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I’m sorry to report last night’s winning $1 billion Powerball ticket was sold far away from Boston. But let’s focus on what’s happening here.
The Pryde is pushing onward. Despite congressional Republicans’ move to nix federal funding for the LGBTQ-friendly, affordable senior housing project in Boston’s Hyde Park, the nonprofit behind the development vows it will open as planned. “We are still here, we are still fighting to open the doors of our building, and we will find a way to close this gap if Congress doesn’t reconsider this terrible discriminatory bigoted thing they did yesterday,” Gretchen Van Ness, the executive director of LGBTQ+ Senior Housing Inc., told WBUR’s Stevee Chapman. (The Pryde is the same project that was targeted by vandalism last year.)
- The backstory: The Pryde is a 74-unit redevelopment of an old school that would be Boston’s first senior housing project tailored toward — but not exclusively for — older LGBTQ+ adults. Why? According to project advocates, 50% of LGBTQ+ seniors in the U.S. are not out, and one-third are living at or below 200% of the poverty line.
- What makes The Pryde LGBTQ-friendly? Van Ness explained last year on Radio Boston they’ve been doing targeted outreach to local LGBTQ+ groups to raise awareness. They’re also converting the school’s old gym into a public space they hope will serve as Boston’s “de facto LGBTQ+ community center.”
- $$$: It’s a pricey project, relying on multiple funding streams, including federal money. But this week, a Republican-controlled House committee voted to strip three LGBTQ-related earmarks from a larger spending bill, including $850,000 for The Pryde.
- According to Roll Call, at least one GOP congressman argued The Pryde would discriminate against those who are not LGBTQ+ or allies. The outlet reports the move is part of a larger effort by House Republicans to eliminate “woke” projects. In response, Rep. Ayanna Pressley — who made the funding request — called the move “blatant homophobia.”
- What’s next: Van Ness says construction is well underway and remains “full speed ahead.” They plan to finish work by the end of the year and welcome their first residents next spring. Van Ness added they hope to replace the federal money with philanthropic grants and individual donations. “It will be tough,” she said in an email. “But we are used to working hard and beating the odds.”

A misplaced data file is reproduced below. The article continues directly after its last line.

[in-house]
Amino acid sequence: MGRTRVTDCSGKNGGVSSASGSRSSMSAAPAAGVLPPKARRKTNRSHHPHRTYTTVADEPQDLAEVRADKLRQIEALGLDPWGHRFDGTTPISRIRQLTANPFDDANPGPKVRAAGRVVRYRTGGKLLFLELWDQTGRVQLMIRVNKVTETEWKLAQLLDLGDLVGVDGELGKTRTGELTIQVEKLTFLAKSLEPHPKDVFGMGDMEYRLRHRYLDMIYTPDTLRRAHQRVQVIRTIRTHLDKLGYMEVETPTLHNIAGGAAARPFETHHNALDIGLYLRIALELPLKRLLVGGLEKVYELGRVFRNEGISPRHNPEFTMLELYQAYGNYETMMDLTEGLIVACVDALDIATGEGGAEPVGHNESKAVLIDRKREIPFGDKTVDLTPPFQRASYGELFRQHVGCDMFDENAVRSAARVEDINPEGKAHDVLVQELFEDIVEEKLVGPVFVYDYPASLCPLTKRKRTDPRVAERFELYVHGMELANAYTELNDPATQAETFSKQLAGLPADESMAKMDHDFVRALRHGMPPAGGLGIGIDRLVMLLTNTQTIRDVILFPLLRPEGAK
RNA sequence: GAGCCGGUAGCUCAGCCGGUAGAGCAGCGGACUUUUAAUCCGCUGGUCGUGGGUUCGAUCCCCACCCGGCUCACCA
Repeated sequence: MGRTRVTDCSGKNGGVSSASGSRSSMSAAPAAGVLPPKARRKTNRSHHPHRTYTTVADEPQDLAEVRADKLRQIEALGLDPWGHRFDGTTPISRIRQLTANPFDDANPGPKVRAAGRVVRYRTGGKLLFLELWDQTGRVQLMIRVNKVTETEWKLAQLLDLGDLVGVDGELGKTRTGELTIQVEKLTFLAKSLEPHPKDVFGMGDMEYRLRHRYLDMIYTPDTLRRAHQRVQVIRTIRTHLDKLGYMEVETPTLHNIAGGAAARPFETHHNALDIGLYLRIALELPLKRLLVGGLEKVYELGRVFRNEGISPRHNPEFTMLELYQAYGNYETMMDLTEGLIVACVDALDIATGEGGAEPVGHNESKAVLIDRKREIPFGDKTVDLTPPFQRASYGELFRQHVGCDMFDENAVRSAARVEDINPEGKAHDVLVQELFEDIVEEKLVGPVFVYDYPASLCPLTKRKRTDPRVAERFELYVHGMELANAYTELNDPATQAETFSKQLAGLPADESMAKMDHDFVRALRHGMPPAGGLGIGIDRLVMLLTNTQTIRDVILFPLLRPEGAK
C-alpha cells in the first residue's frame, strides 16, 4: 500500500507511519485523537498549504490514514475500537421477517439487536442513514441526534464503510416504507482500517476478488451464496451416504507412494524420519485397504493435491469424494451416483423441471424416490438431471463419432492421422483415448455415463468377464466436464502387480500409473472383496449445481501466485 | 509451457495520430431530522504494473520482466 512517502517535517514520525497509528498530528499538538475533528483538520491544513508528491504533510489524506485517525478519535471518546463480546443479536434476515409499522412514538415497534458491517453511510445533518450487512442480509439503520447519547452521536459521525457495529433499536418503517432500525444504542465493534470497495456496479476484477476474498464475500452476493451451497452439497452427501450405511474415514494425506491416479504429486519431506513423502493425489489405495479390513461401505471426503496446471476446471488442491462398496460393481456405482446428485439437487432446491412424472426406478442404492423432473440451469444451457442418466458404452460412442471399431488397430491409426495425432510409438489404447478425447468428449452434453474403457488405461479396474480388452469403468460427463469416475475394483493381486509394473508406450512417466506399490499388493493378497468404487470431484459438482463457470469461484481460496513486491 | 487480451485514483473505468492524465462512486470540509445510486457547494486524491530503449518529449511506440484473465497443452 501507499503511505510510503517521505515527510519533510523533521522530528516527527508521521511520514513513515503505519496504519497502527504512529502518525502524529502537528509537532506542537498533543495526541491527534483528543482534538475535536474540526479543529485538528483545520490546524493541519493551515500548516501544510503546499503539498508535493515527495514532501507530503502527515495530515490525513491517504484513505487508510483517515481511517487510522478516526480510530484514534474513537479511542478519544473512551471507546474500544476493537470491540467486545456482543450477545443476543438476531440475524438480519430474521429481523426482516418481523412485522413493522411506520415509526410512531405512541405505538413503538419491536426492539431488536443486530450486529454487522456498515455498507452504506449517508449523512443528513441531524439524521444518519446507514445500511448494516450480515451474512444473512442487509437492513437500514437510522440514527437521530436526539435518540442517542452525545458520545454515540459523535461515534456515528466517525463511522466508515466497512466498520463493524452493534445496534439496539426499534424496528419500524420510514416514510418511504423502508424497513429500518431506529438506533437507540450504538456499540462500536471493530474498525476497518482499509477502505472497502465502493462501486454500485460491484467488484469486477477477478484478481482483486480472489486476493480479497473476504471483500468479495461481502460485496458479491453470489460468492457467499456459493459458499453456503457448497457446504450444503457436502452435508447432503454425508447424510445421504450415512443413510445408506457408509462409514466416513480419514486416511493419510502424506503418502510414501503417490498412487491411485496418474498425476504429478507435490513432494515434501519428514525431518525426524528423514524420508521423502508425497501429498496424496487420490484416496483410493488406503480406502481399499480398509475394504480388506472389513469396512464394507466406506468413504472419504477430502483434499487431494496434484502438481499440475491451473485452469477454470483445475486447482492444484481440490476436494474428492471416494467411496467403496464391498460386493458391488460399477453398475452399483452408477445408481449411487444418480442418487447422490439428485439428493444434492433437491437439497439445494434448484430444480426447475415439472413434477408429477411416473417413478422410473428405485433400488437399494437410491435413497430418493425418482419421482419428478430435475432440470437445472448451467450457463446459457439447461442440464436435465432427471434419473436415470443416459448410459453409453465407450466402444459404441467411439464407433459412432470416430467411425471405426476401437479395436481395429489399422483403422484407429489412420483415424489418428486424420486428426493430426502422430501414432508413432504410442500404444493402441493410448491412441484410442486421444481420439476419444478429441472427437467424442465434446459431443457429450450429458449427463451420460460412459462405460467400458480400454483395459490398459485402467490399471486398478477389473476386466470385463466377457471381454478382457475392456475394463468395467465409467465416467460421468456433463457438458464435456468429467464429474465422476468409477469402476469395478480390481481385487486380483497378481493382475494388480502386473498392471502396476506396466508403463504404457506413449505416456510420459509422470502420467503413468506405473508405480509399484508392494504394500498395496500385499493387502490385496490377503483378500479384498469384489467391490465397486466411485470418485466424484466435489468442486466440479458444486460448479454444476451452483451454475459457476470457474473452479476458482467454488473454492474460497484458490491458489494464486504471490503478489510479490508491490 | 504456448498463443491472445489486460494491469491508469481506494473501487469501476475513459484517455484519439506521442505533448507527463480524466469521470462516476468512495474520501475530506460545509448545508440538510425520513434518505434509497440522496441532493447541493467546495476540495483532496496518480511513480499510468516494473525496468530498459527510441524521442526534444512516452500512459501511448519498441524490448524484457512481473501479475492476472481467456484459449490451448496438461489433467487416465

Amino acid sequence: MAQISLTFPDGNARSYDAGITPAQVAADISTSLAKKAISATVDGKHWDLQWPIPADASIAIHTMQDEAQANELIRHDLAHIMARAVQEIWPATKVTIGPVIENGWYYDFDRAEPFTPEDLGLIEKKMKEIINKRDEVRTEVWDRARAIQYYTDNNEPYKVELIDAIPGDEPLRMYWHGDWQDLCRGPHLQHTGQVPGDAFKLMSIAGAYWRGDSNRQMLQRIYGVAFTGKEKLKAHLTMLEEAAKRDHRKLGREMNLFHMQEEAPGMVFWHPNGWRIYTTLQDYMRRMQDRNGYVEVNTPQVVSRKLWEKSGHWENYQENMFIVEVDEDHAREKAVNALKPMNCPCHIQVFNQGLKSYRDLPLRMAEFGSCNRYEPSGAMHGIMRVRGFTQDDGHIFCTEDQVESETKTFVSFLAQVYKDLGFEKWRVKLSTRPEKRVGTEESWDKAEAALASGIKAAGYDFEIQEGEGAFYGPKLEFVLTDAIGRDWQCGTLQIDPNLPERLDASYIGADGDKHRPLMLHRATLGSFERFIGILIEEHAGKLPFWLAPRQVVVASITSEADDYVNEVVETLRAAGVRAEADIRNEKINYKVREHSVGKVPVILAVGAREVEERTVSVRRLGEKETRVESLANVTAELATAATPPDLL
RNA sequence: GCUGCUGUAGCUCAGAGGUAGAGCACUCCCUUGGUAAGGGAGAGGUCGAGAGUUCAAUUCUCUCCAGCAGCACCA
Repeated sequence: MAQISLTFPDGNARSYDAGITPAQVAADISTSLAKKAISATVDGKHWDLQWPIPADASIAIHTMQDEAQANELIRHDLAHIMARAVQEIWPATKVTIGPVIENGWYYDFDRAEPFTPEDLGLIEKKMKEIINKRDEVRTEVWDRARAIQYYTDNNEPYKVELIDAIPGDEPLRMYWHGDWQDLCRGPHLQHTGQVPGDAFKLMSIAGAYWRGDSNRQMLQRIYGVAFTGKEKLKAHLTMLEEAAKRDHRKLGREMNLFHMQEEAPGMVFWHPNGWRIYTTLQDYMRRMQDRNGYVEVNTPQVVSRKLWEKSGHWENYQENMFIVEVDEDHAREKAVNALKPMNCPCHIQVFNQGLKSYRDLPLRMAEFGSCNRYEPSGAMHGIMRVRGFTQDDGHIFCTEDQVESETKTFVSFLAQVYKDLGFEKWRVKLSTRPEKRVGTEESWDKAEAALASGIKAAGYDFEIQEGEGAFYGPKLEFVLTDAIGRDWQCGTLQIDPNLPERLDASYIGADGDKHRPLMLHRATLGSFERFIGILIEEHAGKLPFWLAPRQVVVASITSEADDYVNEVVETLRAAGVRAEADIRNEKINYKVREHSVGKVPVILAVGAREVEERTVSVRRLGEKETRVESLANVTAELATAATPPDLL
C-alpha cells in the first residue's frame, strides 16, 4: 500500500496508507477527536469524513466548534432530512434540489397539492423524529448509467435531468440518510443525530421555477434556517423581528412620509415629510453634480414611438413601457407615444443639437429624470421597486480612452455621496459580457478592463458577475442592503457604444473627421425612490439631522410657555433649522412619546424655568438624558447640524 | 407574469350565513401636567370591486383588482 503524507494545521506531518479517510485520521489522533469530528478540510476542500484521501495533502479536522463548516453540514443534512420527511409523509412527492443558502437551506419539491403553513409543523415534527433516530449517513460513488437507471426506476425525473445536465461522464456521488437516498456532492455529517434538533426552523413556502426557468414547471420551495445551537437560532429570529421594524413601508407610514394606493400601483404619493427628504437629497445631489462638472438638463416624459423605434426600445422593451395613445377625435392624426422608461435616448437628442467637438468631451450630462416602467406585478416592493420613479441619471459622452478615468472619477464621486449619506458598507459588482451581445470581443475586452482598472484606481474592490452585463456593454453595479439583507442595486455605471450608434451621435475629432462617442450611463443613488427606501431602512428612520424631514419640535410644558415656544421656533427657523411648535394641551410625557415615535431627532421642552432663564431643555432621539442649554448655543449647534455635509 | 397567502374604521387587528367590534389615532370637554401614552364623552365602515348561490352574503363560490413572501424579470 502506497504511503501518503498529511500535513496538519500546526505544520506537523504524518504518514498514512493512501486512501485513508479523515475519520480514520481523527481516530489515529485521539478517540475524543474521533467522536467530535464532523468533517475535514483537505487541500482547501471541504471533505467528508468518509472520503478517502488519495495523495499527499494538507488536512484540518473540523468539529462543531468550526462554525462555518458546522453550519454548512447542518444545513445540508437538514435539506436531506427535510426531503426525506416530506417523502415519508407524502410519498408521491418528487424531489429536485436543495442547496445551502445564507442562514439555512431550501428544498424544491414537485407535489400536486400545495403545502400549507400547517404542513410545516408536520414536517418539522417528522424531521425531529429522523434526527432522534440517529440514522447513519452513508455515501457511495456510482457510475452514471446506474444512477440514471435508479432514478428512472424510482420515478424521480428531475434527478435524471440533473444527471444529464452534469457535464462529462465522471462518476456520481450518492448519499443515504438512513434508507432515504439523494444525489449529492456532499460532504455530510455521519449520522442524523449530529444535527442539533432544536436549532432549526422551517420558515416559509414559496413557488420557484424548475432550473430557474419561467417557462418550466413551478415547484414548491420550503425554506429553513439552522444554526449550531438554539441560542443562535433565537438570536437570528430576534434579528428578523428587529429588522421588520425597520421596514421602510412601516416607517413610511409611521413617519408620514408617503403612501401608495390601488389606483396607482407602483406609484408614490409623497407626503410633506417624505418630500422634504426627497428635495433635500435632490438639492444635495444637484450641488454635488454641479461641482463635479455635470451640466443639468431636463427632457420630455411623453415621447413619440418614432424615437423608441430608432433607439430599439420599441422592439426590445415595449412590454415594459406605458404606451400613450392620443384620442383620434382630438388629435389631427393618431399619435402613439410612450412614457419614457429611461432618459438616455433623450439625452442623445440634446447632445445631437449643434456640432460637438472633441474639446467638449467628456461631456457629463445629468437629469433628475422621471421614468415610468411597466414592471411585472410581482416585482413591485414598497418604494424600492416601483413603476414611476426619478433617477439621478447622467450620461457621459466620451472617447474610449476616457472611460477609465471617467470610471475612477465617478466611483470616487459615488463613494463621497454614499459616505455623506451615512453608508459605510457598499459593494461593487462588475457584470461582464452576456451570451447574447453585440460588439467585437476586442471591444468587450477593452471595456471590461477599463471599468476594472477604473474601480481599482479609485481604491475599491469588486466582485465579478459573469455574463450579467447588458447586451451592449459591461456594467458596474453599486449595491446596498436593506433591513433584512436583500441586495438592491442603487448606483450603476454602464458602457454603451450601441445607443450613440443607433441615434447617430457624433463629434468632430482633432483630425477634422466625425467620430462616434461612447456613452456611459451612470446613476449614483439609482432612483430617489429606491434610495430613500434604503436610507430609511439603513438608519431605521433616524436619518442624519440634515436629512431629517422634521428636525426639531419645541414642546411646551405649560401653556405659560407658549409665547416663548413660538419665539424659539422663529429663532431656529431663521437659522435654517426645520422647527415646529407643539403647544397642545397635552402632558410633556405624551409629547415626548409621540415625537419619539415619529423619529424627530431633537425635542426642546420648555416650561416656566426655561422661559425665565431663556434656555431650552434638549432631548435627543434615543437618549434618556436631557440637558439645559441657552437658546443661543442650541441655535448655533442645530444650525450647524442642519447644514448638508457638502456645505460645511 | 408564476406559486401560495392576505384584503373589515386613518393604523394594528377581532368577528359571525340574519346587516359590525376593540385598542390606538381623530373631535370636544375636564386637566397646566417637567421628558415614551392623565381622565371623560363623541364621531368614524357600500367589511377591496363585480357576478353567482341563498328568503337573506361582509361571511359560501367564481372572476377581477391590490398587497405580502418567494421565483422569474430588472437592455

Sunu-nope: New Hampshire Gov. Chris Sununu is joining fellow New England Republican Charlie Baker in the land of post-elected office. The 48-year-old — who considered but passed on campaigns for U.S. Senate and president — announced yesterday he won’t be running for a fifth term as governor in 2024, either. So, who will be the Granite State’s next governor? It’s already a pretty crowded race.
- On the Democratic side: Manchester Mayor Joyce Craig declared her gubernatorial bid just last week, and notched an endorsement yesterday afternoon from our own Gov. Maura Healey. But she has competition up I-93 from Executive Councilor Cinde Warmington, of Concord, who launched her campaign in June. (You can read more here about their positions on the issues.)
- On the Republican side: It took just seven minutes after Sununu’s announcement for former New Hampshire Senate President Chuck Morse to declare his candidacy. Meanwhile, former U.S. Sen. Kelly Ayotte is hinting at some “big news” she plans to announce and needling Craig over that Healey endorsement. New Hampshire’s Education Commissioner Frank Edelblut also apparently has an announcement coming. Wonder what!
- The odds: In the wake of Sununu’s decision, the Cook Political Report shifted their rating of the New Hampshire race from “Solid R” to “Toss Up.” Start bracing now for the onslaught of TV ads.
Meanwhile in Massachusetts: All seven of Healey’s recommended pardons have been approved by the Governor’s Council. Members of the body say “look forward to more pardons” from the governor.
- Who are the newly pardoned individuals? Read the list and the reasons they’re being pardoned here.
Toast’s new 99-cent online order fee is, well, toast. The Boston-based tech company says it will remove the newly added fee on food orders over $10, following pushback from customers. “We made the wrong decision,” Toast’s CEO said in a statement yesterday. (In related news: the company stock fell by over 15% yesterday.)
P.S.— There’s no hidden 99-cent fees to attend tonight’s Radio Boston barbecue chef throwdown — but we’ll be upfront: it does cost $15 to attend. That’s not bad considering you’ll get to taste the best bites from several local barbecue chefs AND get their expert grill tips. There’ll be both meat and vegetarians options, so come hungry!